Mangkaja Perspex Workshops

Geraldine

The Mangkaja Artists of Fitzroy Crossing, already widely regarded for their dynamic artworks and experimentation with new forms and presentation, are bursting on the scene again with radiant new acrylic on Perspex artworks. A first for the Indigenous Australian art industry and about to create a frenzy amongst admirers and collectors alike.

The result of recent workshops, these artworks positively convey the energy and enthusiasm of the artists who enjoyed and successfully adapted to the new medium harnessing it to enhance the luminosity and brushwork of their already bold and vibrant styles.

We asked Belinda Cook, Mangkaja Arts Manager, to tell us more about the recent workshops and outcome:

DRS: How did the workshop come about?

BC: The workshops have been funded by DCA and were a result of some experimentation at the art centre with materials from another workshop.  Emilia Galatis an experienced arts centre industry professional and facilitator came on board to facilitate the development in focused workshops at Mangkaja studio, Gwardi Aged Care and Marnin Studio in Fitzroy Crossing.

DRS: Where did the idea of painting on Perspex come from?

BC: Initially Mangkaja was undertaking a youth mural project that involved large boards being painted and to protect them we purchased large Perspex sheets.  Our studio coordinator, Wes Maselli, had the idea to paint directly onto the sheets, and while it didn’t work for that particular project, Sonia Kurarra, an artist renowned for her passion to paint on all and every medium painted a large work on one of the left over sheets.  Everyone was blown away by the piece and the project developed from there.  

DRS: Apart from Sonia Kurarra, had any of the artists worked on Perspex before the workshop?

BC: The Perspex is a new medium for our artists and from our research new for the Indigenous Australian art industry.  Our artists have been experimenting with board and tin along with the more traditional canvas and paper work, and were excited to trial this medium.

DRS: Which artists have been participating in the workshops?

BC: These first works on Perspex have predominantly been created by our senior women at Mangkaja, although some of our men are starting to take an interest with fantastic results as well. The brush movement the Perspex allows and the luminosity it creates in the paint colours only enhances the vibrant work of the Mangkaja women and their bold styles.  Key artists being exhibited at Short St in the coming show include: Nada Rawlins, Sonia Kurarra, Daisy Japulija, Rosie Uhl, Lisa Uhl, Rosie King Tarku and Jean Rangi.  Other artists experimenting with the medium include Penny K Lyons, Tommy May, John Prince Siddon and Wangkajunga artists Nora Tjookootja and Rosie Goodjie.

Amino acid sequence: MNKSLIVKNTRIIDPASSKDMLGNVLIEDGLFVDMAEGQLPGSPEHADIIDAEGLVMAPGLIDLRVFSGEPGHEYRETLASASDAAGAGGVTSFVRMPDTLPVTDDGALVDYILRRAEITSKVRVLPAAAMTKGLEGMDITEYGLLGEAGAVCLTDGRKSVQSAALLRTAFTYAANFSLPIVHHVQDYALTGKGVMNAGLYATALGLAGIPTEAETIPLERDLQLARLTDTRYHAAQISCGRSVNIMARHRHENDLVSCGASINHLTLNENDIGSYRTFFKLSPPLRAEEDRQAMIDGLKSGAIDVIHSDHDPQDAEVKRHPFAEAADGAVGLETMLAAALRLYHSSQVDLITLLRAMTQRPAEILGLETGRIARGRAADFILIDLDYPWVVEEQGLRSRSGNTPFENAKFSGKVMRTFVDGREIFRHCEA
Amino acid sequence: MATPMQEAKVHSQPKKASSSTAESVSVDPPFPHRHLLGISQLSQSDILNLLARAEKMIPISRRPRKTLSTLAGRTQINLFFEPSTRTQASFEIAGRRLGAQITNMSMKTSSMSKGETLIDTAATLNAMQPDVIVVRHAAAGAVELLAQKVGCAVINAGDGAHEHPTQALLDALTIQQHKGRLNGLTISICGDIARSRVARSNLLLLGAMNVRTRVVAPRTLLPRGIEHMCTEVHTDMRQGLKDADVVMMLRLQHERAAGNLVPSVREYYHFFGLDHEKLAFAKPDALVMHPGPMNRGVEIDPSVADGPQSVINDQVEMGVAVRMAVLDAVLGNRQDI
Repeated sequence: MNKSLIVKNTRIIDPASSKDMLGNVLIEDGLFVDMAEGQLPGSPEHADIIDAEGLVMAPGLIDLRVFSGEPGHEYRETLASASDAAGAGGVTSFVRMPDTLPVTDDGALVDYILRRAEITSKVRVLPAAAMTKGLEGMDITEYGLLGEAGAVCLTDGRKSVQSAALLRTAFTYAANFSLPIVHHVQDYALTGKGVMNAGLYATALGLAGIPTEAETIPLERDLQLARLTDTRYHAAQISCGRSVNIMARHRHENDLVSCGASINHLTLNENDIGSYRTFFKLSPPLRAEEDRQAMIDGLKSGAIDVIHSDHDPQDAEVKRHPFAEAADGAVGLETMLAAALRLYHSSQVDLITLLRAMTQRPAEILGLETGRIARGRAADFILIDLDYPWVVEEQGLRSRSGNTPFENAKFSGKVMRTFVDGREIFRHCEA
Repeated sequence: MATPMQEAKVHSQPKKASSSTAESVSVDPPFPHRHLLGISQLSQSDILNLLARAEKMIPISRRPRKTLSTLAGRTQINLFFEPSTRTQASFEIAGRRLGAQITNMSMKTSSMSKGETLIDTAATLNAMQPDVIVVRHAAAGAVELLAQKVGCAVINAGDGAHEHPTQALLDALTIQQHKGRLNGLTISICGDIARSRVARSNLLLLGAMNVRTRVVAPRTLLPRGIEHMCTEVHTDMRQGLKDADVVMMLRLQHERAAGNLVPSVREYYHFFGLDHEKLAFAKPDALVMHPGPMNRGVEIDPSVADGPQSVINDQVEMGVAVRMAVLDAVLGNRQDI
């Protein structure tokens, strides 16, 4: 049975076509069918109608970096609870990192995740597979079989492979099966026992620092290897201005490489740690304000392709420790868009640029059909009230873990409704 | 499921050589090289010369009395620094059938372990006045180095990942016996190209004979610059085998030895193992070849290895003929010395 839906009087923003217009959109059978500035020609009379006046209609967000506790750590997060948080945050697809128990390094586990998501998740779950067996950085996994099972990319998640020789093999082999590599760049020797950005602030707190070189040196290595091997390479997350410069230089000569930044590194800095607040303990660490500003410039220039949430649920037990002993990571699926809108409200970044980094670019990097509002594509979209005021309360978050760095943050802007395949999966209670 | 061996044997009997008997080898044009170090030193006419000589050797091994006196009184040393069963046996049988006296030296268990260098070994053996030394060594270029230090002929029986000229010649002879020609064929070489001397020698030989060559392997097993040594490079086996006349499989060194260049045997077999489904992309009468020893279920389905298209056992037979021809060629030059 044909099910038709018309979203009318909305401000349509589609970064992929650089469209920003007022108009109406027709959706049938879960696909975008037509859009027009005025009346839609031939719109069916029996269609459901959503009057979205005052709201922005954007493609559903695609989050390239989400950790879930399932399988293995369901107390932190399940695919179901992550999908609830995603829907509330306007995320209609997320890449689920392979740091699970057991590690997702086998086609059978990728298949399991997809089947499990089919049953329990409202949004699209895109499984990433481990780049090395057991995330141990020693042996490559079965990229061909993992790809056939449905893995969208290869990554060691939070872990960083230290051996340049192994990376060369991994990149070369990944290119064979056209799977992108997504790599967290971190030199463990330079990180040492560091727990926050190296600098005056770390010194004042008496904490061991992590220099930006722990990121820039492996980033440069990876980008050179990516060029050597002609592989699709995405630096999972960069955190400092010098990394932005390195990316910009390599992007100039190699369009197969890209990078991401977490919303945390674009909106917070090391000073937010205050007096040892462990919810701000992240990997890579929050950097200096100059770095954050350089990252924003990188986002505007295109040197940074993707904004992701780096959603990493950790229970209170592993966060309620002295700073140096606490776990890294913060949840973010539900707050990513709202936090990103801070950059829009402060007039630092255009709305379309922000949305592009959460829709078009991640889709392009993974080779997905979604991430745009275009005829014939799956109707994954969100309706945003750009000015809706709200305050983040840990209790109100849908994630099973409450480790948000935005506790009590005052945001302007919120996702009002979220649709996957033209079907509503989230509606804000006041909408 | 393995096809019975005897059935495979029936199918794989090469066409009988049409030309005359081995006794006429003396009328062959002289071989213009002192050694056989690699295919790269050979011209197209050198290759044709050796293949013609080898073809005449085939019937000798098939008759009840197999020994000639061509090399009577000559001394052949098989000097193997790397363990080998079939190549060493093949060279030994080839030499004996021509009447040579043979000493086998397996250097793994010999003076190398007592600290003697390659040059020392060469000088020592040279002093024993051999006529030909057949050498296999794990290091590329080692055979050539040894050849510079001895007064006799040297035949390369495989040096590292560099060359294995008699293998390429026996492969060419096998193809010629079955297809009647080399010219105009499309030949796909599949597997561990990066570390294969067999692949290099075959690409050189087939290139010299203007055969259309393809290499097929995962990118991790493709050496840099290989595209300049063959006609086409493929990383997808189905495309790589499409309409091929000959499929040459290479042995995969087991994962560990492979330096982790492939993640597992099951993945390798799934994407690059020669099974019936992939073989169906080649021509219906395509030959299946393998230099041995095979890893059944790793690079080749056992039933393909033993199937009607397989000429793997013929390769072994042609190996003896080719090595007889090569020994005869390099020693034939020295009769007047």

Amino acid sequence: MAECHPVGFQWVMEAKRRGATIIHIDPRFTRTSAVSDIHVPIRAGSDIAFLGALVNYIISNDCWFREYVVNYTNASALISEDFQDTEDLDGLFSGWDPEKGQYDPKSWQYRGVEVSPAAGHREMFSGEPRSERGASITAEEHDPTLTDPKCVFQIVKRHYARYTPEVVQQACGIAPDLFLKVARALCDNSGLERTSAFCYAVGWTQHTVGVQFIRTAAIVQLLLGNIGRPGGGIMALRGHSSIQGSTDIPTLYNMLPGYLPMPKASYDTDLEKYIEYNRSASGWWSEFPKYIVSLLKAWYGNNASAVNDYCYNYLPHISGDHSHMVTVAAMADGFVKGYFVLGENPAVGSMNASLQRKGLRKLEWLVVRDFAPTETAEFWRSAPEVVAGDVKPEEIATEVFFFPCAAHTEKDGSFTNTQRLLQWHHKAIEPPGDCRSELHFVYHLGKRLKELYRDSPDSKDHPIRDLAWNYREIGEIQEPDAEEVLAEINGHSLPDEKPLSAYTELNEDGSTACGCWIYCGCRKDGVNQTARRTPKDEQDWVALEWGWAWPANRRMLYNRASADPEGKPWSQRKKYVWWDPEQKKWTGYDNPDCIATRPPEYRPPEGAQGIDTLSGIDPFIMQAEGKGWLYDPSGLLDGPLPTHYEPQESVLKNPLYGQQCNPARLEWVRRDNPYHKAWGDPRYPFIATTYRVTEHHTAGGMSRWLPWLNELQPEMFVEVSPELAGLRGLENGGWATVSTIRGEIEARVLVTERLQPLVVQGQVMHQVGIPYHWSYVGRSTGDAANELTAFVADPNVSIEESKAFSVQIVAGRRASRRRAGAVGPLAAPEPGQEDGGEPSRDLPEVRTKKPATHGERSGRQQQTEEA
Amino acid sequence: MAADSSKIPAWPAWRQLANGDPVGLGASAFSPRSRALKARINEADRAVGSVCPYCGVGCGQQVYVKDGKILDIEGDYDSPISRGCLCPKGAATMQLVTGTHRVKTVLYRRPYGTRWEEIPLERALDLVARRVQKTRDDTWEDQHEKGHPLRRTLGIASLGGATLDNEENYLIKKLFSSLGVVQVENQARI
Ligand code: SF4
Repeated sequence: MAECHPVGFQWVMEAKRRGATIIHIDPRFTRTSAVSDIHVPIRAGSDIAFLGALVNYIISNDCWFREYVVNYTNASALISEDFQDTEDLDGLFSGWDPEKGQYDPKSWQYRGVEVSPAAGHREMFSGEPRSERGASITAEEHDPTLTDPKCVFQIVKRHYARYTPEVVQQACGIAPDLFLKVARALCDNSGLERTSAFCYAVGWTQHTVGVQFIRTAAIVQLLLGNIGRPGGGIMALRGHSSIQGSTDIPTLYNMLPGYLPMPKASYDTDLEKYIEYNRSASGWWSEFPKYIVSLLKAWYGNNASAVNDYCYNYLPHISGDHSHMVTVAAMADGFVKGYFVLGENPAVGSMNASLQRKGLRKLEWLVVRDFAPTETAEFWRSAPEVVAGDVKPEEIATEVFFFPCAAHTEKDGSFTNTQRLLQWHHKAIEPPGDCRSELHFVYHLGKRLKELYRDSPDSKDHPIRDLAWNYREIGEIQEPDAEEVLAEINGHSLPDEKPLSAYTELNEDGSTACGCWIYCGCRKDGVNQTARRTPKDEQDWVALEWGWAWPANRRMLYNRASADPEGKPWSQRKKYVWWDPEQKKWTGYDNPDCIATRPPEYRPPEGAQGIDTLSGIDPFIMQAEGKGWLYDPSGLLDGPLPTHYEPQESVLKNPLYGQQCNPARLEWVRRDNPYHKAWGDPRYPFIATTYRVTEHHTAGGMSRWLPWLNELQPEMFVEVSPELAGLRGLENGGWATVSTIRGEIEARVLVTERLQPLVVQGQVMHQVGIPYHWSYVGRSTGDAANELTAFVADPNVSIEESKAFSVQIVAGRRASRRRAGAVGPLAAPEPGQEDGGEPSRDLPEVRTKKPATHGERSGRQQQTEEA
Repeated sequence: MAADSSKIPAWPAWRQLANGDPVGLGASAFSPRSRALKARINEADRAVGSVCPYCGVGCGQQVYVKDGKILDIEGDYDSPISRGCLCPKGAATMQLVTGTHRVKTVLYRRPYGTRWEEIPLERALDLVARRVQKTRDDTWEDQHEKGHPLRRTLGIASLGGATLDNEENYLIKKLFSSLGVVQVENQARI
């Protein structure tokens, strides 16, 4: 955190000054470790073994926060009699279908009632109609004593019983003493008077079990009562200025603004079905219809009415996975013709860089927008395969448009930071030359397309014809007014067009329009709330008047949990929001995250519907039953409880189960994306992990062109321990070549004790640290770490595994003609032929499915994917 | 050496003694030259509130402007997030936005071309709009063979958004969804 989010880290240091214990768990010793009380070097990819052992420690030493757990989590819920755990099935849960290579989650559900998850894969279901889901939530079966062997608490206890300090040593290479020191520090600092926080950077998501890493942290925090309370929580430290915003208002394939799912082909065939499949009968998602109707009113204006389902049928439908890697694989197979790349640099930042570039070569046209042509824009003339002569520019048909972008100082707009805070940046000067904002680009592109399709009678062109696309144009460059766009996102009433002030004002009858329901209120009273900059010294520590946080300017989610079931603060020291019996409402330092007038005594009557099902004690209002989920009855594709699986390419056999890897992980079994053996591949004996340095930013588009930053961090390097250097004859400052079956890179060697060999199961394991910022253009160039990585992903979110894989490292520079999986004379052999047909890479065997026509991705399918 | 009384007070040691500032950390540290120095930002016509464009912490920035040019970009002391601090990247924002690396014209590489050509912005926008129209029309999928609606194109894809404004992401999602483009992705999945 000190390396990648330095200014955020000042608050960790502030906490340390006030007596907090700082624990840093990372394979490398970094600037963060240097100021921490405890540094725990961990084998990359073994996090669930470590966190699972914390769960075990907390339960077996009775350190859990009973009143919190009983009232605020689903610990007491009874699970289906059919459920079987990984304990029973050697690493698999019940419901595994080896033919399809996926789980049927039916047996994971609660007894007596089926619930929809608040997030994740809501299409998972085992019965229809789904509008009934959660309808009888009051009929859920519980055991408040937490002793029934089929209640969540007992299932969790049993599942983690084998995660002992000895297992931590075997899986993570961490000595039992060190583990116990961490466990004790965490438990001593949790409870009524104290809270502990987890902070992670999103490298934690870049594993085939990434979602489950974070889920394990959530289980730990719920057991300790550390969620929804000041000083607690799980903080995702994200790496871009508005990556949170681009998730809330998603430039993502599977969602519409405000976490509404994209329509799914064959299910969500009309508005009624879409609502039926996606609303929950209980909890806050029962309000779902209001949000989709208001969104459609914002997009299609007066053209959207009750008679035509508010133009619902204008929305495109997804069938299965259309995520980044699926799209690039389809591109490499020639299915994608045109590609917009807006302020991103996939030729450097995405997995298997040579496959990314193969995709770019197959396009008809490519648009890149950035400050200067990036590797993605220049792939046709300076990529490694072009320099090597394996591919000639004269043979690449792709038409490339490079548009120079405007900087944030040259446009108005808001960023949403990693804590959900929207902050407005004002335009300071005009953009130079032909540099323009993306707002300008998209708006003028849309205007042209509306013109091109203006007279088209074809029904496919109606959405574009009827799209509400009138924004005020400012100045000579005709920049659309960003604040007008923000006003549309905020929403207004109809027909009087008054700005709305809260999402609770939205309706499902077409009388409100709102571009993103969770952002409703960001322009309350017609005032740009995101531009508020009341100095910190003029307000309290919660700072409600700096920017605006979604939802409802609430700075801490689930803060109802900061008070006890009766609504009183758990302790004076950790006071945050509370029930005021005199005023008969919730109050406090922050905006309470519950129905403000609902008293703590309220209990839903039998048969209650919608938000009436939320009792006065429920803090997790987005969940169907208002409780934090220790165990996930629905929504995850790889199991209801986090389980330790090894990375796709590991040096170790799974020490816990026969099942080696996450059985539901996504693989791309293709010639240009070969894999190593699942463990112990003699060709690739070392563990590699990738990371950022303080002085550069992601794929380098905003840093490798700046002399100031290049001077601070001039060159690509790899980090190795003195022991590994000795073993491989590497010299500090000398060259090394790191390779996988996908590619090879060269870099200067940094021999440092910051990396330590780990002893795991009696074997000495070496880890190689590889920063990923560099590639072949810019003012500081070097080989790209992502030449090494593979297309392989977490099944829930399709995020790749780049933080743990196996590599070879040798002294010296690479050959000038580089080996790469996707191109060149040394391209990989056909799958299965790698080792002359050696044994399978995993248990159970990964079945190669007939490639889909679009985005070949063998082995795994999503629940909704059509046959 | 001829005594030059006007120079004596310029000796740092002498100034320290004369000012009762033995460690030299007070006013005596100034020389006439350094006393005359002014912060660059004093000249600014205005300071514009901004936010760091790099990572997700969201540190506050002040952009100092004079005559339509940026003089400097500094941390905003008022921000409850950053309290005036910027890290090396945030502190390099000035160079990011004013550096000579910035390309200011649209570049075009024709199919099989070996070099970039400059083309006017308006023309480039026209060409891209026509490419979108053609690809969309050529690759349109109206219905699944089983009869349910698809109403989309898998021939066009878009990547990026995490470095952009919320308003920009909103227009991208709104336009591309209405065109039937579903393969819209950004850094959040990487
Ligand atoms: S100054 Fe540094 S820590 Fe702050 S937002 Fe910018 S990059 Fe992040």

DRS: How do the artists find this new medium?

BC: This medium has been embraced by our most senior artists, finding that the brush moves so smoothly on the surface of the Perspex. Not only our senior women but a number of younger artists and artists who have only ever painted on small canvas have tried their hand at painting on Perspex and are enjoying the results.  We are also engaging younger artists in the ideas around jewellery making with this new medium.

DRS: So the artists are going to make other artforms from the Perspex too? Tell us about the jewellery!

BC: Jewellery is the next project and development we are trialling with the assistance of Emilia Galatis (facilitator) and Jessica Jubb, a WA jeweller who has moved to Fitzroy Crossing. With their assistance our artists are exploring ways to create bold jewellery pieces, the first are of course remaining with the artists who will not take them off!   We have some other experimental play with the Perspex in the works we will showcase down the track.

DRS: Tell us more about how working in this medium has encouraged new artists to have a go?

BC: This project has seen the engagement of artists from Marnin Studio at Marninwantikura Women’s centre,  the women there who specialise in boab nut painting have enjoyed experimenting with this new medium and will have some smaller works presented at the short street show, incorporating their fabric and print on paperwork, a first exhibition opportunity for some. The medium has definitely engaged some new artists at Mangkaja and we are thrilled by their enthusiasm and results.

DRS: Which artists seem to be enjoying the workshops the most?